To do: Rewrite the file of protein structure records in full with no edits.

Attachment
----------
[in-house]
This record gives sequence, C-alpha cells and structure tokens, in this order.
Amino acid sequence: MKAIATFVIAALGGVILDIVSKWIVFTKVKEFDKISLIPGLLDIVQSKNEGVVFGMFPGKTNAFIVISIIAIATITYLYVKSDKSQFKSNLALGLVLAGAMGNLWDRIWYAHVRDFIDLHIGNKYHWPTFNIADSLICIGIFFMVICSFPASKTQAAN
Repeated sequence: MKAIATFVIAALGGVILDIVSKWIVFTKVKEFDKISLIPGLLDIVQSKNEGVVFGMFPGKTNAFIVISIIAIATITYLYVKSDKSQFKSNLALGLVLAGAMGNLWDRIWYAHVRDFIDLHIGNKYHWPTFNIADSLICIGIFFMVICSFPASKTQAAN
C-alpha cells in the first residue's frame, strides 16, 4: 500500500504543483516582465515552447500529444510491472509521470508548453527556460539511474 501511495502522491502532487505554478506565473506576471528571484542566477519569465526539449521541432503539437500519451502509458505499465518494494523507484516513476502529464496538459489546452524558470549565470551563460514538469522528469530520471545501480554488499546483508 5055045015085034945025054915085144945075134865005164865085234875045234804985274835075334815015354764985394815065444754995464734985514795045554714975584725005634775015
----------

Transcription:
[in-house]
This record gives sequence, C-alpha cells and structure tokens, in this order.
Amino acid sequence: MKAIATFVIAALGGVILDIVSKWIVFTKVKEFDKISLIPGLLDIVQSKNEGVVFGMFPGKTNAFIVISIIAIATITYLYVKSDKSQFKSNLALGLVLAGAMGNLWDRIWYAHVRDFIDLHIGNKYHWPTFNIADSLICIGIFFMVICSFPASKTQAAN
Repeated sequence: MKAIATFVIAALGGVILDIVSKWIVFTKVKEFDKISLIPGLLDIVQSKNEGVVFGMFPGKTNAFIVISIIAIATITYLYVKSDKSQFKSNLALGLVLAGAMGNLWDRIWYAHVRDFIDLHIGNKYHWPTFNIADSLICIGIFFMVICSFPASKTQAAN
C-alpha cells in the first residue's frame, strides 16, 4: 500500500504543483516582465515552447500529444510491472509521470508548453527556460539511474 501511495502522491502532487505554478506565473506576471528571484542566477519569465526539449521541432503539437500519451502509458505499465518494494523507484516513476502529464496538459489546452524558470549565470551563460514538469522528469530520471545501480554488499546483508 5055045015085034945025054915085144945075134865005164865085234875045234804985274835075334815015354764985394815065444754995464734985514795045554714975584725005634775015